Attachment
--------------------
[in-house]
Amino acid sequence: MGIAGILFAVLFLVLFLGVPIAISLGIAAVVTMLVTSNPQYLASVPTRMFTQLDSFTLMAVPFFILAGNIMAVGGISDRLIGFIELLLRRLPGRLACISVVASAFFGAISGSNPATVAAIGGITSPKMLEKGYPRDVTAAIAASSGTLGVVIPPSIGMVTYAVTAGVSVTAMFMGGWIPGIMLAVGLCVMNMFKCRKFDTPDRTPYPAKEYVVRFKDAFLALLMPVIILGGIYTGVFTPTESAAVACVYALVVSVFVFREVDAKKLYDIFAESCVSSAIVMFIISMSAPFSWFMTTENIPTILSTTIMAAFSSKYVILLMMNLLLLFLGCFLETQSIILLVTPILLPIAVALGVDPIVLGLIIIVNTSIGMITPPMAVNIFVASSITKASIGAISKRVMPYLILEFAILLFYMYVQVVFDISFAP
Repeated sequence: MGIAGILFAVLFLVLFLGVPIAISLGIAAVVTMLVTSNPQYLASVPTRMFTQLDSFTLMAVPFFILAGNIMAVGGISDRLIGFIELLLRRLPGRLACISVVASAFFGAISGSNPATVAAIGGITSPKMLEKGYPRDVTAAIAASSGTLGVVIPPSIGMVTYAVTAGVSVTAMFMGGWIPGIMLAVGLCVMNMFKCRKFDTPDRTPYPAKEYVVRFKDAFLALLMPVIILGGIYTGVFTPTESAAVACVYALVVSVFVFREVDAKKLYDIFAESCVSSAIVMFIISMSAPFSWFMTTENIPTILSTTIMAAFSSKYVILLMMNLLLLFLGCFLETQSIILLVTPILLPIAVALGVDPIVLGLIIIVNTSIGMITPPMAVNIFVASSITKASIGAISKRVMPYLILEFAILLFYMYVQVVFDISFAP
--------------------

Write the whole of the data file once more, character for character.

[in-house]
Amino acid sequence: MGIAGILFAVLFLVLFLGVPIAISLGIAAVVTMLVTSNPQYLASVPTRMFTQLDSFTLMAVPFFILAGNIMAVGGISDRLIGFIELLLRRLPGRLACISVVASAFFGAISGSNPATVAAIGGITSPKMLEKGYPRDVTAAIAASSGTLGVVIPPSIGMVTYAVTAGVSVTAMFMGGWIPGIMLAVGLCVMNMFKCRKFDTPDRTPYPAKEYVVRFKDAFLALLMPVIILGGIYTGVFTPTESAAVACVYALVVSVFVFREVDAKKLYDIFAESCVSSAIVMFIISMSAPFSWFMTTENIPTILSTTIMAAFSSKYVILLMMNLLLLFLGCFLETQSIILLVTPILLPIAVALGVDPIVLGLIIIVNTSIGMITPPMAVNIFVASSITKASIGAISKRVMPYLILEFAILLFYMYVQVVFDISFAP
Repeated sequence: MGIAGILFAVLFLVLFLGVPIAISLGIAAVVTMLVTSNPQYLASVPTRMFTQLDSFTLMAVPFFILAGNIMAVGGISDRLIGFIELLLRRLPGRLACISVVASAFFGAISGSNPATVAAIGGITSPKMLEKGYPRDVTAAIAASSGTLGVVIPPSIGMVTYAVTAGVSVTAMFMGGWIPGIMLAVGLCVMNMFKCRKFDTPDRTPYPAKEYVVRFKDAFLALLMPVIILGGIYTGVFTPTESAAVACVYALVVSVFVFREVDAKKLYDIFAESCVSSAIVMFIISMSAPFSWFMTTENIPTILSTTIMAAFSSKYVILLMMNLLLLFLGCFLETQSIILLVTPILLPIAVALGVDPIVLGLIIIVNTSIGMITPPMAVNIFVASSITKASIGAISKRVMPYLILEFAILLFYMYVQVVFDISFAP